1 an essay or article that gives a critical evaluation (as of a book or play) [syn: review, critical review, review article]
2 a serious examination and judgment of something; "constructive criticism is always appreciated" [syn: criticism] v : appraise critically; "She reviews books for the New York Times"; "Please critique this performance" [syn: review]
- IPA: /kri.tik/
essay in which another piece of work is criticised, reviewed
- To review something.
- I want you to critique this new idea of mine.
- La situation est à présent plus que critique.
- a critic (person)
Critique, especially in philosophical contexts - where it is the translation of the German word Kritik - has clearer meaning than "criticism". (Confusingly, the adjectival form of both critique and criticism is critical, making some uses ambiguous: e.g., "critical theory"). In this broadly political context, a critique is a systematic inquiry into the conditions and consequences of a concept or set of concepts, and an attempt to understand its limitations. A critical perspective, in this sense, is the opposite of a dogmatic one. In philosophy, this sense of the word was defined by Immanuel Kant, who wrote:
- We deal with a concept dogmatically…if we consider it as contained under another concept of the object which constitutes a principle of reason and determine it in conformity with this. But we deal with it merely critically if we consider it only in reference to our cognitive faculties and consequently to the subjective conditions of thinking it, without undertaking to decide anything about its object. (Critique of Judgment sec. 74)
Later thinkers used the word critique, in a broader version of Kant's sense of the word, to mean the systematic inquiry into the limits of a doctrine or set of concepts (for instance, much of Karl Marx's work was in the critique of political economy).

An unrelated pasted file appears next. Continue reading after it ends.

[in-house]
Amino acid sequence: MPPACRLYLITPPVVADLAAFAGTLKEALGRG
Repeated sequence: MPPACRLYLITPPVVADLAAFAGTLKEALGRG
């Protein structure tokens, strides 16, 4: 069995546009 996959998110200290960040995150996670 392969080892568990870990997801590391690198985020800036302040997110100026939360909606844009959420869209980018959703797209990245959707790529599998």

The cultural studies approach to criticism arises out of critical theory. It treats cultural products and their reception as sociological evidence, which may be sceptically examined to divine wider social ills such as racism or gender bias.
Formal and casual critiques often use rhetoric to persuade the reader, audience, or opponent. Weakly supported arguments (induction, appeal to rewards or authority, chain of improbabilities (e.g., Butterfly effect), appeal to analogy) tend to parade before a formal conclusion to lead up to a consensus that otherwise might be rejected or revealed as a minority view. Strong critiques rely on deduction, mathematical proofs, scientific experimentation consensus, and formal logic. Both types of critiques find expression in English position papers, trade journals, periodicals, political and religious leaflets, civic testimony, and judicial cross examination. Pseudo-criticism relies on hidden agendas ( e.g., propaganda, Yellow_journalism), adolescence, snd Group_think.
analysis, approval, book review, censure, comment, commentary, commentation, copy, critical bibliography, critical journal, critical notice, critical review, criticism, dwelling upon, editorial, elaboration, gloss, going over, iteration, leader, leading article, literary criticism, notice, practicing, reaffirmation, recap, recapitulation, recital, recountal, recounting, rehash, rehearsal, reissue, reiteration, remark, report, reprint, restatement, resume, retelling, review, running commentary, summary, summing up, write-up